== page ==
Objective: The aim of this study was to demonstrate the effect of low-level light therapy (LLLT) in an acute colitis model in mice.
Background data: Low-level light therapy (LLLT) has been shown to be an effective treatment for various inflammatory processes such as oral mucositis and diabetic foot ulcers.
Methods: Colitis was induced by dextran sodium sulfate (DSS) in mice in four blinded controlled studies (validation of model, efficacy study, and two studies for evaluation of optimal dose). LLLT was applied to the colon utilizing a small diameter endoscope with an LED-based light source in several wavelengths (440, 660, and 850 nm at 1 J/cm(2)) and then 850 nm at several doses (1, 0.5, 0.25, and 0.1 J/cm(2)). LLLT was initiated 1 day prior to induction of colitis and went on for the 6 day induction period as well as for the following 3-10 days. Dose was controlled by changing exposure time. Disease activity was scored endoscopically and by histopathological assessment.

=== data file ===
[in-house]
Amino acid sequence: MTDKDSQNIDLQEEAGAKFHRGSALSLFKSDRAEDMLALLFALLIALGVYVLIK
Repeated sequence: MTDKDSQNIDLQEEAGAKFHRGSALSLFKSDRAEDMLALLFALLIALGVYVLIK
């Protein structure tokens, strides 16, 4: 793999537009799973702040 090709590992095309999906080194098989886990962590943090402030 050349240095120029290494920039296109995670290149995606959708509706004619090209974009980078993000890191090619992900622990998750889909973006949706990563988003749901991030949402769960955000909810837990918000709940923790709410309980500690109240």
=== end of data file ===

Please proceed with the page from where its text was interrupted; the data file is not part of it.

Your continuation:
Results: Statistically significant improvement in disease severity was observed in the treatment groups compared with the control groups. The three wavelengths used demonstrated efficacy, and a clear dose-response curve was observed for one of the wavelengths (850 nm). On day 11, colonoscopic scoring in the sham-treated mice increased from 7.9±1.3 to 12.2±2.2, while activity in all treated groups remained stable.
Conclusions: Photobiostimulation with LLLT has a significant positive effect on disease progression in mice with DSS colitis.